Currently in the ScienceBlog forums (as well as in posts such as this), and under a variety of such non-descript titles as "The Search-Spammer has been Banned..." there is much discussion about music, good and bad, and how life is part of it.
I'm a big music buff, less so now perhaps with the hecticness that comes with having young kids, but always on the lookout for things I like, and always trying not to let image sway a choice selection.
So here's my invite to ScienceBloggers in particular (because I know we scientists are music buffs as a whole), but to others in general:
If you make a music mix that is a reflection of your informative years, what would those dozen or so songs be, and maybe more interesting, why? You don't have to be proud of the song choices - they're not necessarily a reflection of taste, more about your history.
Here is mine, circa 1983 to 2002, and written like liner notes:
Regatta de Blanc (The Police)
Ghost in the Strand (Sting)
Here Comes Your Man (The Pixies)
Dig For Fire (The Pixies)
Don't Dream It's Over - acoustic version from 54th session (Crowded House)
Into the Sunset (Neil Finn)
Fade Away (Oasis)
High And Dry (Radiohead)
Let Down (Radiohead)
Ants Marching - Live cut from the single (Dave Matthews Band)
Typical Situation (Dave Matthews with Tim Reynolds)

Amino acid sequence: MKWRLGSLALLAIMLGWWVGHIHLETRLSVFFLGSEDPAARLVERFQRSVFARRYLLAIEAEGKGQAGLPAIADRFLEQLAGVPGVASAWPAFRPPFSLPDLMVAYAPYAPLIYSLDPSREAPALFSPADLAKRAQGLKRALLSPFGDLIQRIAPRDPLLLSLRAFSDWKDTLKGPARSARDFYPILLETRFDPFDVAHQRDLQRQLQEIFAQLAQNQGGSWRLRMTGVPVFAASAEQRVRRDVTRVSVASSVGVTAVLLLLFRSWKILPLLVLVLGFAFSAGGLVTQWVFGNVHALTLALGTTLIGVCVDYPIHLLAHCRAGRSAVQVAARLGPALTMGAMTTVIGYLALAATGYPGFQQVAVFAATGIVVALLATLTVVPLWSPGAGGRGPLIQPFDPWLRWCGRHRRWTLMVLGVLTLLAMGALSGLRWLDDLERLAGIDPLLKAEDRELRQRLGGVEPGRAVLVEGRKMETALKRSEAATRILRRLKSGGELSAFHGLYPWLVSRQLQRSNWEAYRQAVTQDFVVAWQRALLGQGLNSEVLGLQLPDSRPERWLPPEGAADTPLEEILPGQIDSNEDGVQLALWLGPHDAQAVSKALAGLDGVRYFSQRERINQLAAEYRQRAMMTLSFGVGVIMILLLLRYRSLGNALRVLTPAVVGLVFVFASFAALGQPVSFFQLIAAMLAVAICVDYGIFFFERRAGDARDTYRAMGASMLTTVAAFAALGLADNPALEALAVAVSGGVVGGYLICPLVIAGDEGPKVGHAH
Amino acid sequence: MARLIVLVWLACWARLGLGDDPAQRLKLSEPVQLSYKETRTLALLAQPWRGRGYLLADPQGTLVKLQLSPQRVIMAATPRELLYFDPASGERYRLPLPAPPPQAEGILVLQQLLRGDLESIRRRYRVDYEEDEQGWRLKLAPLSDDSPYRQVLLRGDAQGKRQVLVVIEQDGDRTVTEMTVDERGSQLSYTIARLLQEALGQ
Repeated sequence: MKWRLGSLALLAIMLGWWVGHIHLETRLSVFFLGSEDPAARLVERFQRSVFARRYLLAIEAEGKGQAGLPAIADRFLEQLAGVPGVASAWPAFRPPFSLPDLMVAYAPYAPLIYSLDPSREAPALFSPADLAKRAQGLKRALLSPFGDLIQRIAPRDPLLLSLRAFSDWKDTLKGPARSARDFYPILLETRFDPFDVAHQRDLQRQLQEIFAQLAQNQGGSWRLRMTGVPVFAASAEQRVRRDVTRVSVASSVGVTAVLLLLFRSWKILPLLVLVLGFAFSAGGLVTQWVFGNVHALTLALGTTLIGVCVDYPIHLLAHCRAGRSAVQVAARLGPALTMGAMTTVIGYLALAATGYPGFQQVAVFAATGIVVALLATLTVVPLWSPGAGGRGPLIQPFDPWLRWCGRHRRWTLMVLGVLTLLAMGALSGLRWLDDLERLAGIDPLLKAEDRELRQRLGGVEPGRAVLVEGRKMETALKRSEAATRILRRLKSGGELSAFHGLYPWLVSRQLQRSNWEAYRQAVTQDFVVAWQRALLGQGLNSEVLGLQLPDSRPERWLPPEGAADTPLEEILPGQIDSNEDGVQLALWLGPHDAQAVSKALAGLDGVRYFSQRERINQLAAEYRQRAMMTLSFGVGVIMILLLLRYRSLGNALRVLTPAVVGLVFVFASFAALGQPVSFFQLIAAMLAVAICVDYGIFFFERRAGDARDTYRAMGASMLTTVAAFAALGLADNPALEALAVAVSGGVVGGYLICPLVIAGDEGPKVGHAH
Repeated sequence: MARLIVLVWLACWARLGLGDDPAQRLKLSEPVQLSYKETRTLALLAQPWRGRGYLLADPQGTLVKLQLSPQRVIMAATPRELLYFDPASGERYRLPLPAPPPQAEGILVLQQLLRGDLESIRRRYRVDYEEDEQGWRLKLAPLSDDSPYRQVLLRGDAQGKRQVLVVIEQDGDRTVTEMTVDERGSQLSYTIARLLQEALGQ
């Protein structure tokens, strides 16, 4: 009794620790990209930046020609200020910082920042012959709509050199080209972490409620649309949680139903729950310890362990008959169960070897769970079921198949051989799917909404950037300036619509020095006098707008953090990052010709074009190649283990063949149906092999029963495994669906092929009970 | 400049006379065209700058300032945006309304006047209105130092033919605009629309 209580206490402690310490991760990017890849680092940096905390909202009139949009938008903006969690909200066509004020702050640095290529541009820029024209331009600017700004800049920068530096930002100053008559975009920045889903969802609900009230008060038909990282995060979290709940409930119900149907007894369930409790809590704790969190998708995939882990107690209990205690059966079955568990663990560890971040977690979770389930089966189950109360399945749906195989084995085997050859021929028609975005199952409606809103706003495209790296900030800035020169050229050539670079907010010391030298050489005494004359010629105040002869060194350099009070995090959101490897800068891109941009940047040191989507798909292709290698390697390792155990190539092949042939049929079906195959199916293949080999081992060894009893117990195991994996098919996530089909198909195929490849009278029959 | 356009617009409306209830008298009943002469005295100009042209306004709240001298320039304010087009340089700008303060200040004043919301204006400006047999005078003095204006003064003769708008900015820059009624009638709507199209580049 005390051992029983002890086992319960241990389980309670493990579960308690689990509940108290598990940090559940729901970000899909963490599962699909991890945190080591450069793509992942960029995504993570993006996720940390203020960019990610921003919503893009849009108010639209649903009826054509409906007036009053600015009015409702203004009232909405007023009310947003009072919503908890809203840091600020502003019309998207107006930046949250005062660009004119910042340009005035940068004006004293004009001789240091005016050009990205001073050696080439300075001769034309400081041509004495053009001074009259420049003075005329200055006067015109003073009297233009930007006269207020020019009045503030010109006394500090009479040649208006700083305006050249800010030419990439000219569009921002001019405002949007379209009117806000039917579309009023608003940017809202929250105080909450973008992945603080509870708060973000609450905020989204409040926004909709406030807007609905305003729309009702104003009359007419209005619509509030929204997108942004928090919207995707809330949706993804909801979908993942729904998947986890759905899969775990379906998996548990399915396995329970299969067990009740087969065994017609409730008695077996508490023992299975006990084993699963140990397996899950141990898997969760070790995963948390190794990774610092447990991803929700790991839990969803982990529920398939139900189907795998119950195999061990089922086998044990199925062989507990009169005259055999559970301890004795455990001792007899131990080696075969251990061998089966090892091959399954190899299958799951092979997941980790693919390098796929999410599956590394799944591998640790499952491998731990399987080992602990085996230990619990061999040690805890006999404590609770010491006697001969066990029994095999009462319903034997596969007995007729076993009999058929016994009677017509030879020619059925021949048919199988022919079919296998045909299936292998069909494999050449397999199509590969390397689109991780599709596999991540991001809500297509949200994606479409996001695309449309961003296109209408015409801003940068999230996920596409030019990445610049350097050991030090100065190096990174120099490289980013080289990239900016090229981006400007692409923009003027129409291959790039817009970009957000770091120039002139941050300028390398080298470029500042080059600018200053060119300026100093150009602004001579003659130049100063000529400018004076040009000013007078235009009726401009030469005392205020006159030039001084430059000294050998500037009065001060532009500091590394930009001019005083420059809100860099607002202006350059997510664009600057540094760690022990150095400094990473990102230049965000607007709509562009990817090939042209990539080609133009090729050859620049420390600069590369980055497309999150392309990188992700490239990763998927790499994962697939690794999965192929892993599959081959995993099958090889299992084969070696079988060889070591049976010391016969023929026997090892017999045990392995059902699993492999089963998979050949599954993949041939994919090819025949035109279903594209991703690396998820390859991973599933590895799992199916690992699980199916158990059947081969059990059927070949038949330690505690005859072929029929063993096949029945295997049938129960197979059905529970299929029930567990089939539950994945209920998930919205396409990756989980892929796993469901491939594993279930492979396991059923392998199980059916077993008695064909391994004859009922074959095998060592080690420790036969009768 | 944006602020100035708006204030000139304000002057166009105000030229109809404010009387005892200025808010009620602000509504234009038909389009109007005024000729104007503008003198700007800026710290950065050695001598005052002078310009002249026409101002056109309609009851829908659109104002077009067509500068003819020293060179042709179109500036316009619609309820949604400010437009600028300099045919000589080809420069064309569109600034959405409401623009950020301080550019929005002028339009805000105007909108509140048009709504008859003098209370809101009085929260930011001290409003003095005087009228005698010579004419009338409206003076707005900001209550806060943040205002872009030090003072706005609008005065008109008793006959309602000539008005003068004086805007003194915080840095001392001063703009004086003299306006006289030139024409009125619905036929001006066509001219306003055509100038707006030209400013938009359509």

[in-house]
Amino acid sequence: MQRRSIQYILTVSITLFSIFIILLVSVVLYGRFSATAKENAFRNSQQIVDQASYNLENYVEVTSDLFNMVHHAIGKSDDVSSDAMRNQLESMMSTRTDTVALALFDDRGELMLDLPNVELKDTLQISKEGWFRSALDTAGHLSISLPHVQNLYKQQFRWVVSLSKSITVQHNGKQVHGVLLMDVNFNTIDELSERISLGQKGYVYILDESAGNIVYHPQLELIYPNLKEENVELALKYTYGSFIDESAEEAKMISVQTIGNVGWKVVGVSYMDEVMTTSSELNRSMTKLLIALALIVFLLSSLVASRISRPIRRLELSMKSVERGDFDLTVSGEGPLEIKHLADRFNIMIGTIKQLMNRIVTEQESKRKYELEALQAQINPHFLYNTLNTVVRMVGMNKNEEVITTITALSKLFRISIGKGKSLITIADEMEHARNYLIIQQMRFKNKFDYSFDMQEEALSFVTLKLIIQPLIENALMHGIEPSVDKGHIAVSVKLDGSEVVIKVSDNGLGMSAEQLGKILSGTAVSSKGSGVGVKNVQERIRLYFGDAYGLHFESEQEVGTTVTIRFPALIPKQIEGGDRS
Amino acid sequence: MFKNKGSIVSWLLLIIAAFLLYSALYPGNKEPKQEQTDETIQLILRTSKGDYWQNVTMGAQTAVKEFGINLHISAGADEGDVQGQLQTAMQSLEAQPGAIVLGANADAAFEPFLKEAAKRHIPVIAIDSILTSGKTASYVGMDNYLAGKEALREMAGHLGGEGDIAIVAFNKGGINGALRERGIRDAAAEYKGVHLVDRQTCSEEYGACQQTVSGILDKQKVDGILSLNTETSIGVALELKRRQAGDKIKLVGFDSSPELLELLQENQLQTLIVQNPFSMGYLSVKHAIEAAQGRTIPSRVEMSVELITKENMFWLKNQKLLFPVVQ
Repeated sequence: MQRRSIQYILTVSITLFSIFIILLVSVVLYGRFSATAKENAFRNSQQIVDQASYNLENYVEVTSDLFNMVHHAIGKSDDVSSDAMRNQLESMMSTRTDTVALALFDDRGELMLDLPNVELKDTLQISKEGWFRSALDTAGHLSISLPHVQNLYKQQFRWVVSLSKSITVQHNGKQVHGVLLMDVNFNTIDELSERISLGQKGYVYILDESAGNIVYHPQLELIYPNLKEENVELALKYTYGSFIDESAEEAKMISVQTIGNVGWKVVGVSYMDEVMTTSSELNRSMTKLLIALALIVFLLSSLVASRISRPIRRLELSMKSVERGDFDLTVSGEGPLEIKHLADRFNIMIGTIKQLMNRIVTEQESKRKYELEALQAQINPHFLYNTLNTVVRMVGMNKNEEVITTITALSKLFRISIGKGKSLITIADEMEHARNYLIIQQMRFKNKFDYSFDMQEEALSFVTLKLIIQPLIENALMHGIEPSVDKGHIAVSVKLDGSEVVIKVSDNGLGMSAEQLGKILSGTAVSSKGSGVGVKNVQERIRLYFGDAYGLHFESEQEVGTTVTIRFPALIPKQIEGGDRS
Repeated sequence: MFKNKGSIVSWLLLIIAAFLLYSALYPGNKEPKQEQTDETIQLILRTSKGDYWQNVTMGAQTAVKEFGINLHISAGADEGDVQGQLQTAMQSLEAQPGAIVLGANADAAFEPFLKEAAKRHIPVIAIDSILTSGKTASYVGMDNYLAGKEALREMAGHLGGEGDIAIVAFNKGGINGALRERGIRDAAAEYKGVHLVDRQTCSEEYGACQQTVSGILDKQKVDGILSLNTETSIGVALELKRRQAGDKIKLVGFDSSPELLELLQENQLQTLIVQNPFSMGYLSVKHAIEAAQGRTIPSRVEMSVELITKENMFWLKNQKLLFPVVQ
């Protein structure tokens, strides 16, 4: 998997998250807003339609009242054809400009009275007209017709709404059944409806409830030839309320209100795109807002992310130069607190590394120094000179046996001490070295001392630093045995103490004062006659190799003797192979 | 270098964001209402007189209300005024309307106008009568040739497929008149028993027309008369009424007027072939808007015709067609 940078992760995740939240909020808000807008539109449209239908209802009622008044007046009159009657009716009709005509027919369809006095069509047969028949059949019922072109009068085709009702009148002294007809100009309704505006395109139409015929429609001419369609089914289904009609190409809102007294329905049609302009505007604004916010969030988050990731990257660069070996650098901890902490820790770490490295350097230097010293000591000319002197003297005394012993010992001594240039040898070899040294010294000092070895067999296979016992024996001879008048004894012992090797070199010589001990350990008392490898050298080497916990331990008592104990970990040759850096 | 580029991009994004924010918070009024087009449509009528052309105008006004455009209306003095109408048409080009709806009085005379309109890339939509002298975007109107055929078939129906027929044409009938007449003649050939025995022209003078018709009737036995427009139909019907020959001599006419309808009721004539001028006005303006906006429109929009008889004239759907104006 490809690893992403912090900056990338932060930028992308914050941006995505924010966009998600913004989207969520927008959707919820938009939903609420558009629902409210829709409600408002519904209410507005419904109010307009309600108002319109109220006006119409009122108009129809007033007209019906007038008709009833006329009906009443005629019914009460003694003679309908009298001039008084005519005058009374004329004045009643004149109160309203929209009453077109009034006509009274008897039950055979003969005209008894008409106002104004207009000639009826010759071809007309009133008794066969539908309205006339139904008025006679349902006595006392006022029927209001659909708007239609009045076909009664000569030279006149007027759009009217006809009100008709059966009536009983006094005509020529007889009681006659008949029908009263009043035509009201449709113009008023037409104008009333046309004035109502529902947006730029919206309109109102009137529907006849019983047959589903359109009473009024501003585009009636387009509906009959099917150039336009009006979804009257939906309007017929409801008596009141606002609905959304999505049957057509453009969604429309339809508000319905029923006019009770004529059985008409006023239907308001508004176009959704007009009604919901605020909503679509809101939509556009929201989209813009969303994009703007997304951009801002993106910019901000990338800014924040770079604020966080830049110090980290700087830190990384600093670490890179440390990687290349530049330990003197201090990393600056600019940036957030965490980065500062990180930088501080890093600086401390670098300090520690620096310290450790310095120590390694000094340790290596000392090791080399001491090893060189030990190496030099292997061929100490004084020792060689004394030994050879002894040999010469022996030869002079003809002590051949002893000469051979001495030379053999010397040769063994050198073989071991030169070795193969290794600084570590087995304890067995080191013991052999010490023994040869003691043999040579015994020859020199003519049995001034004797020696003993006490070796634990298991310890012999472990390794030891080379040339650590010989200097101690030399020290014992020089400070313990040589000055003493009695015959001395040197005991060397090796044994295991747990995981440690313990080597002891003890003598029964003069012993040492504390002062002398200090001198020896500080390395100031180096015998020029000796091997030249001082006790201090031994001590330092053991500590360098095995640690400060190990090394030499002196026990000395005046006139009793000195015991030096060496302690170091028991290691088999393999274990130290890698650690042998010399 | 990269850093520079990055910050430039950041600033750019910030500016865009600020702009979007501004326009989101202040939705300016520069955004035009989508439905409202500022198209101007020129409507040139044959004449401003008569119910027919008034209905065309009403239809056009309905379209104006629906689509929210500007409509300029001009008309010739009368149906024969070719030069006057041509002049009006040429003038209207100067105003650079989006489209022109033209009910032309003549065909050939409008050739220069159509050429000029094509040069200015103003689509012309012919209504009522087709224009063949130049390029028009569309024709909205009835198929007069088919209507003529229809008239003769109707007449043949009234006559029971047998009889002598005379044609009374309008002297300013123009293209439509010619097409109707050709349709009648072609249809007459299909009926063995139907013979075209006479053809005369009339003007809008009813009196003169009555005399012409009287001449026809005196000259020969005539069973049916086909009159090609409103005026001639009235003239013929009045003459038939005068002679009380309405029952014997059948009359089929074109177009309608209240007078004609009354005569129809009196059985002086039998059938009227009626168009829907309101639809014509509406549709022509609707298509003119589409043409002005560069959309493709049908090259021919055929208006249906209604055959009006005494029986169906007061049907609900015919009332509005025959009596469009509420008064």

The Light (David Gray)
Please Forgive Me (David Gray)
My foray into the world of music began rather late (in Grade 8, 1983), rather cheaply (two records bought at a garage sale) and rather innocently (one record was the Star Wars soundtrack, and the other just looked "cool"). In any event, the "cool" looking record was Synchronicity by The Police, and I suppose I have never looked back. My biggest musical regret is not having had the opportunity to see The Police perform live, and I like to think that my admiration for all things Sting was the starting point of my obsession with music. Interestingly, Sting is also very good at writing lyrics which is ironic since the two songs I've chosen here are actually instrumentals (Regatta de Blanc, Ghost in the Strand).
The Pixies weren't really something I took to heart until about 1988. This was after the usual respect for artists like Dire Straits, Billy, U2, Bruce and even Phil Collins (the high school years). But with The Pixies, came the interesting realization that musical aristocracy was indeed attainable. For some reason, unwavering respect could be garnered simply by your personal music preferences. The Pixies were one of the few bands that fell in this category that I absolutely loved. These two songs include a song that actually got radio airplay (Here Comes Your Man), and another that is vintage Pixies' noise (Dig For Fire).
Me and Kate first met in September 1989, and it was in the early 90's that she introduced me to Crowded House. To be perfectly honest, I wasn't that much interested initially since here was a pop group that was stylistically very different to the brooding and harsh sounds of The Pixies. Still, I was curious enough to try out a concert, and basically became a diehard fan from that point on. Apart from being an excellent performer, I think that without a doubt Neil Finn is one of best melody writers around, and my opinion of his talents seem to exponentially grow with each new album he produces. Suffice to say that currently, he is my favourite artist and it was quite difficult to choose only two songs for this mix. In the end, I decided to go with something old (an acoustic version of Don't Dream It's Over), and something new (Into the Sunset).